Not sure on who to follow? Friends or family can’t be bothered to join? Not to worry, you’ll have plenty people to follow in no time! Twitter Search is the way to go. With it’s easy and simple search, you could type in anything from Computers to Photography, and it will come up with all the profiles that relate to that search.
If your a FireFox user, may I recommend the TwitterFox Add-On. It lets you update, view and reply to your followers Tweets. Small, convenient and you’ll be finding yourself using it almost everyday!
This social network is fast growing and one of the top ones on the Internet. Sign up for a free account today on Twitter and get Tweeting!
If you want to follow me on Twitter, my user name is ScratchedChalk. http://twitter.com/scratchedchalk
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For all you Apple users our there, and who love to listen to pod casts, here’s something interesting, yet disappointing news…
Apple’s App Store policies are really starting to frustrate application developers.
Over the weekend, a good old-fashioned Internet-style kerfuffle arose over Apple’s decision to reject Podcaster–an iPhone application that lets people download podcasts directly to their devices without going through iTunes–from the App Store. The developer of the application said that Apple told him the application “duplicates the functionality of the Podcast section of iTunes,” apparently making it unfit for the App Store.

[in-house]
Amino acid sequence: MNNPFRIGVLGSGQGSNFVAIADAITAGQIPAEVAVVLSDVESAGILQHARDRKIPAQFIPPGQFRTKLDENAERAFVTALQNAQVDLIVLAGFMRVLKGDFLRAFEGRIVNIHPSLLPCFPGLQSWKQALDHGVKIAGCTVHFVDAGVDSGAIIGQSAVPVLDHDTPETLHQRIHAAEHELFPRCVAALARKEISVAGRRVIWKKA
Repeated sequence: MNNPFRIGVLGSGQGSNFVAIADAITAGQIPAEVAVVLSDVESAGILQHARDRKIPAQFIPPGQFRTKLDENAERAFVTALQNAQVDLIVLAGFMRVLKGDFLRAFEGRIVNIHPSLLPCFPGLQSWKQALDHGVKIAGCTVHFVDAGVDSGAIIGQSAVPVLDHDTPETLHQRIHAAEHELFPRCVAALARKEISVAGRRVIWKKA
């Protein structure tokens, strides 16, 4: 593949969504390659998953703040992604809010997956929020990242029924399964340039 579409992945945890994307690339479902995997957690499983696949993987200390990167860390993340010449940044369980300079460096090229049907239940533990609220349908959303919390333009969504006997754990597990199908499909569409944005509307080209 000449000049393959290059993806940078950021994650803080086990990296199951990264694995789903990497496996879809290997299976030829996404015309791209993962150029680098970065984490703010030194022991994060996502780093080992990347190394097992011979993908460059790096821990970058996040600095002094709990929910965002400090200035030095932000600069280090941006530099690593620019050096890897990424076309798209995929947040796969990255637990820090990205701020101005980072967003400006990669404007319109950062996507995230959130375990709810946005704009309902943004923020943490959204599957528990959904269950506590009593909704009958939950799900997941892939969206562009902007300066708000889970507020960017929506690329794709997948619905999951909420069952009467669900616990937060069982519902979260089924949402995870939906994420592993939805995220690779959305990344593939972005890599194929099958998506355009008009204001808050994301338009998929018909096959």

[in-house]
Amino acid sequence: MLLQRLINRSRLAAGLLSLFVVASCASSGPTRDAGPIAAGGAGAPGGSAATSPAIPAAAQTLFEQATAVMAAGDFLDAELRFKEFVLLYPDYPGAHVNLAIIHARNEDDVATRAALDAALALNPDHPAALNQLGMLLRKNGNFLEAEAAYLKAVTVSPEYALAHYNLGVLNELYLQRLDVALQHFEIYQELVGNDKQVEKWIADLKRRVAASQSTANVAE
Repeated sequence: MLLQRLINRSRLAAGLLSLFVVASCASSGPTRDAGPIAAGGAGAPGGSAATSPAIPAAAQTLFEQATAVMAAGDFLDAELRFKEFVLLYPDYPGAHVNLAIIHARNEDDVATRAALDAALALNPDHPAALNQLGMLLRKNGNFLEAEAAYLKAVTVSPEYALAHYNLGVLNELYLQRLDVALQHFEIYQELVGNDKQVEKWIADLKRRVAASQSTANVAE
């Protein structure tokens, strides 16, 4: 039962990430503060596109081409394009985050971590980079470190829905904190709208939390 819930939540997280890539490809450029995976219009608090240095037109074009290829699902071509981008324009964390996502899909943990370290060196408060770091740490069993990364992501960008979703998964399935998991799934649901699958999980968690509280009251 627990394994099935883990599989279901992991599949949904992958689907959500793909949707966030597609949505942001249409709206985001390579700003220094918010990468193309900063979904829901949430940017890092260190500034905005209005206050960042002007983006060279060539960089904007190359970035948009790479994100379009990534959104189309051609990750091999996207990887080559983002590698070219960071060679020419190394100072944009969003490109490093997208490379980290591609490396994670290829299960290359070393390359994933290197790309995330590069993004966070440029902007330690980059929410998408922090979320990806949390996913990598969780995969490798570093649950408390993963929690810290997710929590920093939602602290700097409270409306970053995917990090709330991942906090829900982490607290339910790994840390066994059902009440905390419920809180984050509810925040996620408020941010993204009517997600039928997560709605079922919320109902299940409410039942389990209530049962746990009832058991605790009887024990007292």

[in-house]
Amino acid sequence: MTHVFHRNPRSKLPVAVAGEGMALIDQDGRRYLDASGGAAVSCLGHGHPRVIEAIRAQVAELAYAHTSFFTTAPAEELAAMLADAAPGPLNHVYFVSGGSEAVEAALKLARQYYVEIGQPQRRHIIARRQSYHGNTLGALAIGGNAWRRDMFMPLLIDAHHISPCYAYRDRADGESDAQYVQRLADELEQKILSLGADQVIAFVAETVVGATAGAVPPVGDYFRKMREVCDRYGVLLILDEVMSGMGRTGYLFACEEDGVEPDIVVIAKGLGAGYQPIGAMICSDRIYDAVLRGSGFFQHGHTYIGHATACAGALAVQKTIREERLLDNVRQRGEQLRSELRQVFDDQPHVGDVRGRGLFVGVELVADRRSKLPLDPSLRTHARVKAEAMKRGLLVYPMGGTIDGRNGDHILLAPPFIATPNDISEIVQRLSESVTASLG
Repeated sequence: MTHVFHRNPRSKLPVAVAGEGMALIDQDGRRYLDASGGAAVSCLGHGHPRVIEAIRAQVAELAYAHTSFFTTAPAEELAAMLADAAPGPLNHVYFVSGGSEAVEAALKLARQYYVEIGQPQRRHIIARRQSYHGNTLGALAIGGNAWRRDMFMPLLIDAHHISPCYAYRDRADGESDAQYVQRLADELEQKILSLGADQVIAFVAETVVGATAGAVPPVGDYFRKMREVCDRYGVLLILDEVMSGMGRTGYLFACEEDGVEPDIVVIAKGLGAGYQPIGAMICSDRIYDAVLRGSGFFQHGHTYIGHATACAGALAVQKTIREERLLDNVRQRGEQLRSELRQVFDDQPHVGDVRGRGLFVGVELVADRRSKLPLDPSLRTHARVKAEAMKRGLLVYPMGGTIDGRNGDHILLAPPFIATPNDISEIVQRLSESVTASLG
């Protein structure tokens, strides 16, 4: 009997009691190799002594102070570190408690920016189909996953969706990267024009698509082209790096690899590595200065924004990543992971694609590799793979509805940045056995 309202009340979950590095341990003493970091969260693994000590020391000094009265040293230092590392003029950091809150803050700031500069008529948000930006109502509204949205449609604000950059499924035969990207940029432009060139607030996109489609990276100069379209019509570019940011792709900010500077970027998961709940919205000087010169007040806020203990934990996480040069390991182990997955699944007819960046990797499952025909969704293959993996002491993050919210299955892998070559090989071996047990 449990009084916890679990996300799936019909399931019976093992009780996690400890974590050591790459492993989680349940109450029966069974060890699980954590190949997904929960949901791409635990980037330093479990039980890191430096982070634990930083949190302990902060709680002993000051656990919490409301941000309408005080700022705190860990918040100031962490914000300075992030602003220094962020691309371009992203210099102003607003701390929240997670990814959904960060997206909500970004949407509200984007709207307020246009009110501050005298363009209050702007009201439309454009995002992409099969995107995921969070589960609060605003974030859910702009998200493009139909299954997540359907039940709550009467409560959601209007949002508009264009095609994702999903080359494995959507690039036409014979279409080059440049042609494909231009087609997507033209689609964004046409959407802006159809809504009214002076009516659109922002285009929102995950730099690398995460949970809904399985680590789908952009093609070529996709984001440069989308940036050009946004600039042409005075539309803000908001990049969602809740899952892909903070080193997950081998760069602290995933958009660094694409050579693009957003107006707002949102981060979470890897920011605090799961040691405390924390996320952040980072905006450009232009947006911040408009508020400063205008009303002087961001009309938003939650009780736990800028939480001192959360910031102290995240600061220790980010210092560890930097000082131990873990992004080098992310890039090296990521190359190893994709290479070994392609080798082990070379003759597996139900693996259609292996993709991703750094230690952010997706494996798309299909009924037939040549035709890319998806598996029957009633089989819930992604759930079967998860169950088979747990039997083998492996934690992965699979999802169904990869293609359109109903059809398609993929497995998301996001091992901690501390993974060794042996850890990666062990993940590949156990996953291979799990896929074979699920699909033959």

This has been a persistent question hanging over Apple’s decision to vet every single iPhone and iPod Touch application sold through the App Store, the only official source of iPhone and iPod Touch applications. How will Apple choose to wield this power? The rejection of Pull My Finger and I Am Rich didn’t cause as many waves as the execution of NetShare, but the exact parameters remain a mystery.
Back in March, the company said it would prohibit applications that took up a lot of bandwidth, or delivered porn, but they have never explicitly stated what is permissible and what isn’t. And without any guidelines, developers have no way of knowing whether their application will be included in the only official market for iPhone applications until after they’ve done all the work on it.
I can’t help but be reminded of the Soup Nazi, brought to life by Bill Gates’ new best friend Jerry Seinfeld. Watch the clip if you don’t remember, or were in grade school when that came out, but if you didn’t order soup from the Soup Nazi in the exact right way, without asking any questions or voicing concerns–procedures that you were somehow just expected to know–no soup for you.